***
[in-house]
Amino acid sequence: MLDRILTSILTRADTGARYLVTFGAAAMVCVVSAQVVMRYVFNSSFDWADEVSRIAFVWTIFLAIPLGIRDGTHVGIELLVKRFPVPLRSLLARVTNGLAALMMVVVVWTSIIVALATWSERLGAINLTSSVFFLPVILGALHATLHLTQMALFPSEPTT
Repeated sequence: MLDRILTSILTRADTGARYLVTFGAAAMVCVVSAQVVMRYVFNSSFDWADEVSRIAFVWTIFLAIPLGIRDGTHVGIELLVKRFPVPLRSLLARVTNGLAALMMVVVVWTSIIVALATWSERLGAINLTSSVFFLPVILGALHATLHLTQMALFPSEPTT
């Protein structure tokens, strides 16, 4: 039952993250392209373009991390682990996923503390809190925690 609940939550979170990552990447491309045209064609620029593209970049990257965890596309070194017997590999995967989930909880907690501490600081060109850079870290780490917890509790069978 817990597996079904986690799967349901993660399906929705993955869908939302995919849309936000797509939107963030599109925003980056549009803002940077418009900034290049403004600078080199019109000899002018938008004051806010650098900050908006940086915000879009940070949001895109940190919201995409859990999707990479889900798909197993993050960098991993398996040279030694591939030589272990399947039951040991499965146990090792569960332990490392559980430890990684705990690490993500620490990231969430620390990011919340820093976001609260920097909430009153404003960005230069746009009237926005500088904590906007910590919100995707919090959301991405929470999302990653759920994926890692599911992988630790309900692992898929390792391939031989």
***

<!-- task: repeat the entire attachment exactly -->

[in-house]
Amino acid sequence: MLDRILTSILTRADTGARYLVTFGAAAMVCVVSAQVVMRYVFNSSFDWADEVSRIAFVWTIFLAIPLGIRDGTHVGIELLVKRFPVPLRSLLARVTNGLAALMMVVVVWTSIIVALATWSERLGAINLTSSVFFLPVILGALHATLHLTQMALFPSEPTT
Repeated sequence: MLDRILTSILTRADTGARYLVTFGAAAMVCVVSAQVVMRYVFNSSFDWADEVSRIAFVWTIFLAIPLGIRDGTHVGIELLVKRFPVPLRSLLARVTNGLAALMMVVVVWTSIIVALATWSERLGAINLTSSVFFLPVILGALHATLHLTQMALFPSEPTT
């Protein structure tokens, strides 16, 4: 039952993250392209373009991390682990996923503390809190925690 609940939550979170990552990447491309045209064609620029593209970049990257965890596309070194017997590999995967989930909880907690501490600081060109850079870290780490917890509790069978 817990597996079904986690799967349901993660399906929705993955869908939302995919849309936000797509939107963030599109925003980056549009803002940077418009900034290049403004600078080199019109000899002018938008004051806010650098900050908006940086915000879009940070949001895109940190919201995409859990999707990479889900798909197993993050960098991993398996040279030694591939030589272990399947039951040991499965146990090792569960332990490392559980430890990684705990690490993500620490990231969430620390990011919340820093976001609260920097909430009153404003960005230069746009009237926005500088904590906007910590919100995707919090959301991405929470999302990653759920994926890692599911992988630790309900692992898929390792391939031989």